Digging down deep to understand a client's DNA is what drives OEO Studio, says Thomas Lykke, the firm's creative director and head of design. Drawing from a background in design journalism—he once was interiors editor for Wallpaper*—Lykke founded the Copenhagen-based firm in 2003 with managing partner Anne-Marie Buemann. OEO now has a wide range of clients, ranging from Georg Jensen to the Michelin-starred restaurant Kadeau and several Japanese firms. Most recently, the principals completed two new showrooms, the Scandinavian outpost for Flos in an industrial hub of Copenhagen and the Brdr. Krüger showroom in Værløse, Denmark.
Interior Design: What inspired your designs for the Flos and Brdr. Krüger showrooms?
Thomas Lykke: Flos had regular customers coming in to ask if they had a specific lamp. The sales staff would tell them they did, and the customer would be surprised—the lamp had always been there, but they had just never noticed it. Flos has different types of lighting that are all equally important to the company. In the new design, that is now clear architecturally.
For Brdr. Krüger, it was about the building. Brdr. Krüger has its factory and offices there, so we wanted it to be a working showroom, yet something memorable where one gets a good sense of the quality and craftsmanship. The location is about 30 minutes by car from Copenhagen. We thought that if you take the journey, you should be rewarded.
ID: How did you decide on materials?
TL: The Brdr. Krüger building, built in 1967, is typical from a time in Denmark when there were a lot of factory buildings popping up. It's not necessarily very beautiful. So we tried to find the beauty by stripping it down to the concrete beams and brick walls. However, we didn't tear down everything and just redo it, because while the new space would probably be very beautiful, it would lose authenticity. The original building is made of strong materials, such as concrete and brick. To create the same kind of program, we used wood, plaster, iron, textile, lighting, and glass.
In the Flos showroom, the products are more about perfection and refinement, so the materials are about contrast. With something refined, you have something more rustic, and then the refined becomes more beautiful. Having that for a frame adds a nice yin and yang.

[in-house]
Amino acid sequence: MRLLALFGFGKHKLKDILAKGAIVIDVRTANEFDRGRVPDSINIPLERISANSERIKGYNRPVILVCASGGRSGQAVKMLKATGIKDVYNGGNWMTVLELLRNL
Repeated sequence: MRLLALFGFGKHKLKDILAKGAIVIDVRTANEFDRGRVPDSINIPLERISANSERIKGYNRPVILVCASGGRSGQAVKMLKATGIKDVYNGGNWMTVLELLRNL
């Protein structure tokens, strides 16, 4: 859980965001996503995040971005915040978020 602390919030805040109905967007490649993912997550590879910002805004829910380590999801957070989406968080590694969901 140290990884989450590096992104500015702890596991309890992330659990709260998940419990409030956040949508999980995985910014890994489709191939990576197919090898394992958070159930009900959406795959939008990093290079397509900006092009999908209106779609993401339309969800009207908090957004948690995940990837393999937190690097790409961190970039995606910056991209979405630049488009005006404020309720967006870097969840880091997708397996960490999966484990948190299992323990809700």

ID: How did you think about organization and zoning?
TL: With the lacquered plywood and stainless-steel display system at Flos, we created small areas within one system that are easy to repair, easy to replace, easy to move, and easy to change. The process to come up with this system took much longer than actually creating the idea for the showroom, but I think it works really well. It is a little theatrical, like a stage. The lamps are the actors and actresses.
The original space for Brdr. Krüger was defined by low ceilings, a ton of small rooms, and very little light. We tore down some walls and tried to create a gallery-like installation area that opens up to the showroom. We also created small windows. They are asymmetrical, so no matter where you stand, you have a nice view into another room.
ID: Both of the showrooms have installation-type pavilions built into the design. At Flos you have a stair that leads to nowhere.
TL: Yes, the stair seems to have no purpose. The idea was to use the space and the height. You get curious as to what it is and where it goes. And actually it does have purpose, which is quite a lot of storage.
ID: We understand that you try to reach the DNA of a company. What do you mean by this?
TL: Flos is an iconic brand from Italy, but we were doing a showroom in Scandinavia. The interior had to have a foothold in both Italian history and the Nordic tradition. Our interpretation is a tribute to the bold, big, and sometimes brutalist Italian architecture. However, in the Nordic style, unlike in Italy, there is no ornamentation, so our design is very minimalist and simple.